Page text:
FIGURE 3
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Figure 3. Forest plot of postintervention SBP-value comparison between exercise and control groups. SD, standard deviation; Std, standardized; IV, inverse variance; CI, confidence interval; CME, continuous moderate exercise; LVHIIT, low-volume high-intensity interval training.

Analysis of diastolic blood pressure

A pooled analysis of the 12 articles (n = 717 participants, 469 in the exercise group and 248 in the control group) that assessed the effects of exercise on DBP was performed. We used random effects models for pooled effect estimates. The combined effect size MD of –3.74 mmHg (95% CI, –5.18 mmHg to –2.29 mmHg; P < 0.00001; I2 = 87%; P for heterogeneity < 0.00001) indicated that the MD of DBP was statistically significant and that, compared with the control group, exercise could significantly improve the DBP of pre- and hypertensive patients. The subgroup analysis showed that 10 studies (n = 531) used AE with a combined effect MD of –2.77 mmHg (95% CI, –4.22 mm Hg to –1.32 mm Hg; P = 0.0002; I2 = 83%; P for heterogeneity < 0.00001), suggesting that AE can significantly decrease DBP in pre- and hypertensive patients. Four studies (n = 112) used RT with a combined effect MD.

Of –5.67 mm Hg (95% CI, –8.82 to –2.52 mm Hg; P = 0.0004; I2 = 54%; P for heterogeneity = 0.09), suggesting that RT can significantly decrease SBP in pre- and hypertensive patients. Five studies (n = 162) used HIIT with a combined effect MD of –4.57 mm Hg (95% CI, –6.46 to –2.69 mm Hg; P < 0.00001; I2 = 10%; P for heterogeneity = 0.35), indicating that HIIT can significantly decrease DBP in pre- and hypertensive patients. One study (n = 21) used combination exercise with a combined effect MD of 1.40 mm Hg (95% CI, –6.73 to 9.53 mm Hg; P = 0.74), suggesting that there was no statistically significant difference in DBP between the two groups (Figure 4).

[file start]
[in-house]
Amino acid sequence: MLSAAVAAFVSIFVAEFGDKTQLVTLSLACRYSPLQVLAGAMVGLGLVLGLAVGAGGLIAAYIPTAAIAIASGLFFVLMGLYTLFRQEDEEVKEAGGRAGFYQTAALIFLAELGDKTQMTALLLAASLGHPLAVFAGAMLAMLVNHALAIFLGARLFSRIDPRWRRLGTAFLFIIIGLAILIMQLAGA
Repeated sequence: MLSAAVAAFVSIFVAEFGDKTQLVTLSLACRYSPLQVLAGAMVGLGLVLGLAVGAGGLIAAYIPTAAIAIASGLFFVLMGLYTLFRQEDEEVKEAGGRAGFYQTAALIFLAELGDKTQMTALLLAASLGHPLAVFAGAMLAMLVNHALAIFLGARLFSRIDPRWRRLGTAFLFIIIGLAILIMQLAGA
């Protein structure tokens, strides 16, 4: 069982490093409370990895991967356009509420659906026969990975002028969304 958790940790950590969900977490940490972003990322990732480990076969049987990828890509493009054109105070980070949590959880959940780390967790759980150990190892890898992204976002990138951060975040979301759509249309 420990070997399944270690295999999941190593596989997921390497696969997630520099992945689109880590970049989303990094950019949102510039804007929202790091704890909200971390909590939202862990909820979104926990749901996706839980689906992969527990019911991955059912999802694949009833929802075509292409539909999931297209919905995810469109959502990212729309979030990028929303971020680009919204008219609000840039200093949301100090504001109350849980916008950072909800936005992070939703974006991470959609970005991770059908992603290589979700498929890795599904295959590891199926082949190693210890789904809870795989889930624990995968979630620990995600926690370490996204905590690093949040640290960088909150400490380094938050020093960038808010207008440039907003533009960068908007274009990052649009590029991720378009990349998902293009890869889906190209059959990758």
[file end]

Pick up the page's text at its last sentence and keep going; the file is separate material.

FIGURE 4
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Figure 4. Forest plot of postintervention DBP-value comparison between exercise and control groups. SD, standard deviation; Std, standardized; IV, inverse variance; CI, confidence interval.

Analysis of flow-mediated dilation

A pooled analysis of the nine articles (n = 571 participants, 378 in the exercise group and 193 in the control group) that assessed the effects of exercise on FMD was performed. We used random effects models for pooled effect estimates. The combined effect size MD was 2.14 (95% CI, 1.71–2.61; P < 0.0001; I2 = 81%; P for heterogeneity < 0.00001), indicating that the MD of FMD was statistically significant and that, compared with the control group, exercise could significantly improve the FMD of patients. Subgroup analysis showed that seven studies (n = 446) used AE, with a combined effect MD of 1.92 (95% CI, 1.44–2.41; P < 0.00001; I2 = 79%; P for heterogeneity < 0.00001), suggesting that AE can significantly improve FMD in patients. Three studies (n = 79) used RT, with a combined effect MD of 2.61 (95% CI, 1.91–3.31; P < 0.00001; I2 = 0%; P for heterogeneity = 0.99), suggesting that RT can significantly improve FMD in patients. Three studies (n = 77) used HIIT with a combined effect MD of 4.31 (95% CI, 0.78–7.84; P = 0.02; I2 = 94%; P for heterogeneity < 0.00001), indicating that HIIT can significantly improve FMD in patients. One study (n = 21) used combination exercise with a combined effect MD of 1.56 (95% CI, 0.99–2.13; P < 0.00001), indicating that combination exercise can significantly improve FMD in patients (Figure 5).

FIGURE 5
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Figure 5. Forest plot of postintervention FMD-value comparison between exercise and control groups. SD, standard deviation; Std, standardized; IV, inverse variance; CI, confidence interval.

Analysis of pulse wave velocity